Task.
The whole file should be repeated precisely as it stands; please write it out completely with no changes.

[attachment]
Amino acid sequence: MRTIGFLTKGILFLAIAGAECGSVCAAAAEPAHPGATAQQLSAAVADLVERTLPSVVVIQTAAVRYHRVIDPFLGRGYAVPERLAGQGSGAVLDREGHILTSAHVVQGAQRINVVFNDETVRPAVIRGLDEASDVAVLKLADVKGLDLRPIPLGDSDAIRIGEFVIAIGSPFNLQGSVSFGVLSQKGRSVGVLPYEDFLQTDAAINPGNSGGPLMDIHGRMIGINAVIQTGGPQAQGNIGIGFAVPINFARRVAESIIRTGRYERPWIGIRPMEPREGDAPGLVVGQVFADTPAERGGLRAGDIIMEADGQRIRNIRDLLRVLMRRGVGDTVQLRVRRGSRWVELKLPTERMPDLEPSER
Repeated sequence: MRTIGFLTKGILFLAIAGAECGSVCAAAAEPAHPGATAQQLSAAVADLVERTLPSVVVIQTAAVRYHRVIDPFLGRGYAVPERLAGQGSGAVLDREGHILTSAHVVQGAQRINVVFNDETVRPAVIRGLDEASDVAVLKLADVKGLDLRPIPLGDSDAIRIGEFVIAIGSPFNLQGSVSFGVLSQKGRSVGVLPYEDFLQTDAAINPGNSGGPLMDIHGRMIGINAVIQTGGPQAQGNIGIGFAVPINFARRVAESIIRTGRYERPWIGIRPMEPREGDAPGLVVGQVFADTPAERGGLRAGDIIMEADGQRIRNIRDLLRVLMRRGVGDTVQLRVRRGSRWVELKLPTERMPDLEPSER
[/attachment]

Amino acid sequence: MRTIGFLTKGILFLAIAGAECGSVCAAAAEPAHPGATAQQLSAAVADLVERTLPSVVVIQTAAVRYHRVIDPFLGRGYAVPERLAGQGSGAVLDREGHILTSAHVVQGAQRINVVFNDETVRPAVIRGLDEASDVAVLKLADVKGLDLRPIPLGDSDAIRIGEFVIAIGSPFNLQGSVSFGVLSQKGRSVGVLPYEDFLQTDAAINPGNSGGPLMDIHGRMIGINAVIQTGGPQAQGNIGIGFAVPINFARRVAESIIRTGRYERPWIGIRPMEPREGDAPGLVVGQVFADTPAERGGLRAGDIIMEADGQRIRNIRDLLRVLMRRGVGDTVQLRVRRGSRWVELKLPTERMPDLEPSER
Repeated sequence: MRTIGFLTKGILFLAIAGAECGSVCAAAAEPAHPGATAQQLSAAVADLVERTLPSVVVIQTAAVRYHRVIDPFLGRGYAVPERLAGQGSGAVLDREGHILTSAHVVQGAQRINVVFNDETVRPAVIRGLDEASDVAVLKLADVKGLDLRPIPLGDSDAIRIGEFVIAIGSPFNLQGSVSFGVLSQKGRSVGVLPYEDFLQTDAAINPGNSGGPLMDIHGRMIGINAVIQTGGPQAQGNIGIGFAVPINFARRVAESIIRTGRYERPWIGIRPMEPREGDAPGLVVGQVFADTPAERGGLRAGDIIMEADGQRIRNIRDLLRVLMRRGVGDTVQLRVRRGSRWVELKLPTERMPDLEPSER